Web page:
Instead of using brick for the exterior, as Mattin Center does, the new building will be clad mostly in glass. Passersby will be able to look in and see activity inside, while those inside will be able to look out toward the city. Instead of being separated into three structures, the new center will be one large structure that appears to cascade down the hill from the Eisenhower Library to Charles Street, with a series of flat roofs that break down the building’s scale.

According to The Hub, the architect’s concept “likens the Hopkins Student Center to a village,” with a central “living room” surrounded by spaces designed for a variety of different uses. The roofs will have solar panels, and the area around the building will be designed with outdoor spaces that can accommodate events and activities.

Other members of the design team include Shepley Bulfinch, as the architect of record and the Rockwell Group, as the interior designer. According to Hopkins, the team was selected after Hopkins held a design competition that included three other firms.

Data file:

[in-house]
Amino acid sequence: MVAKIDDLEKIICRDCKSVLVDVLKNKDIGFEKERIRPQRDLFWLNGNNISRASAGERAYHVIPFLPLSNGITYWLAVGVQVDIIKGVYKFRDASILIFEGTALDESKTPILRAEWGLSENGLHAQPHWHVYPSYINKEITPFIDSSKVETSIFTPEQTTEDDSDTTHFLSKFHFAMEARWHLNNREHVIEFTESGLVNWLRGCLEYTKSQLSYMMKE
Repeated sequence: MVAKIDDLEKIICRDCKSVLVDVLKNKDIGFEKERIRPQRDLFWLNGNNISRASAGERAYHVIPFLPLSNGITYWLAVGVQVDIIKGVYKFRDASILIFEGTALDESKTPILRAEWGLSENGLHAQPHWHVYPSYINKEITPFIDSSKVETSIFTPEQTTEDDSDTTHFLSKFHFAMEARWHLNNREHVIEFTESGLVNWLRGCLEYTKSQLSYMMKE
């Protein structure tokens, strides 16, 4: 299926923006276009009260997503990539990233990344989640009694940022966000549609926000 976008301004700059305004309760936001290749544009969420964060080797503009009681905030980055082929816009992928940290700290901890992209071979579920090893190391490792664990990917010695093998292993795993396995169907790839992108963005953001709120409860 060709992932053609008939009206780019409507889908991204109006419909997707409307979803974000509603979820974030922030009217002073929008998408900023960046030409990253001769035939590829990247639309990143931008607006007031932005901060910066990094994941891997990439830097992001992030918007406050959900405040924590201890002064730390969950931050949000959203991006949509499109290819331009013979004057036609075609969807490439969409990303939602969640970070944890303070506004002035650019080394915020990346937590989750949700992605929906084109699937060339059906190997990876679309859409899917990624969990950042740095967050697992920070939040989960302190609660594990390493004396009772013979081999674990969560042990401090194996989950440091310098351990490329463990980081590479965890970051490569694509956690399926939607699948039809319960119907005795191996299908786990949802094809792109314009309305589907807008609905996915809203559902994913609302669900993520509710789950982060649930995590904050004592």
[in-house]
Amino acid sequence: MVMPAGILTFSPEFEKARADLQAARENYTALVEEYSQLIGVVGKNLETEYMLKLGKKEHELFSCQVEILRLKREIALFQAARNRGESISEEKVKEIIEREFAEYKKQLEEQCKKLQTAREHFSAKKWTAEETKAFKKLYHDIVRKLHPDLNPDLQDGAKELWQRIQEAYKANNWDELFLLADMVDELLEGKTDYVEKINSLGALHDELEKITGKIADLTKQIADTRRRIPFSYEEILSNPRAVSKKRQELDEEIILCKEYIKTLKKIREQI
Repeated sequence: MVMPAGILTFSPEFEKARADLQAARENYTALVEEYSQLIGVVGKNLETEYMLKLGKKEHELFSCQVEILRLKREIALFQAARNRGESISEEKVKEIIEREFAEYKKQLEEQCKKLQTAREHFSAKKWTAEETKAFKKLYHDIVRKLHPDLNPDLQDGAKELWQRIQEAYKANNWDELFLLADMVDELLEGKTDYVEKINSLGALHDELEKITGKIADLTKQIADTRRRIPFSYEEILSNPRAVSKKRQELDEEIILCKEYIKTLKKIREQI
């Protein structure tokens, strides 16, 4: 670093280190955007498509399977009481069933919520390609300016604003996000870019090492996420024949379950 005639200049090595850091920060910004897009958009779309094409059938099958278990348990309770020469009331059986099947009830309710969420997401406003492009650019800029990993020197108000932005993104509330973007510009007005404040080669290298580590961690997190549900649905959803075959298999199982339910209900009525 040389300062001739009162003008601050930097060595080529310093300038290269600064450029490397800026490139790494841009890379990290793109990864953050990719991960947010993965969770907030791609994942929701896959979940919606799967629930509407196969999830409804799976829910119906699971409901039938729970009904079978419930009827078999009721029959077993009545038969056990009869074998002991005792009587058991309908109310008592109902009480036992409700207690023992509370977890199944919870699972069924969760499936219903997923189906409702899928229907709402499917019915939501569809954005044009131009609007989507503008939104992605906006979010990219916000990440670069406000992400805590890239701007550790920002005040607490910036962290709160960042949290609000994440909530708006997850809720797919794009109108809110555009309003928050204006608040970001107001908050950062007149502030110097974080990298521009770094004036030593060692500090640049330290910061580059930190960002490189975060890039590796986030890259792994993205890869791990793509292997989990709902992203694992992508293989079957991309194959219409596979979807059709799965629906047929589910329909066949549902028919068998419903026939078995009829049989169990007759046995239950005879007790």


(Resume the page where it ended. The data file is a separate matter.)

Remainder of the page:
Hopkins’ timetable calls for demolition of Mattin Center and construction of the new facility to begin next year. Campus planners already have started planning to relocate activities from Mattin Center to other parts of campus so demolition can begin.

Ingels and Hopkins planners are scheduled to meet on Thursday with Baltimore’s Urban Design and Architecture Advisory Panel, to get its reaction to the preliminary designs.

Sandy Sparks, land use committee chair for the Charles Village Civic Association, said she believes the proposed building fits in well with the campus.

“The new design beautifully addresses the site and topography with access and transparency from all sides and at ground on four levels, visualizing a landmark lantern facing Charles & 33rd Street,” she said in an email. “Charles Village welcomes the inclusion of a wide variety of easily-accessible meeting spaces.  The multiple roofs will be solar-powered, ironically, next to the original JHU power plant.”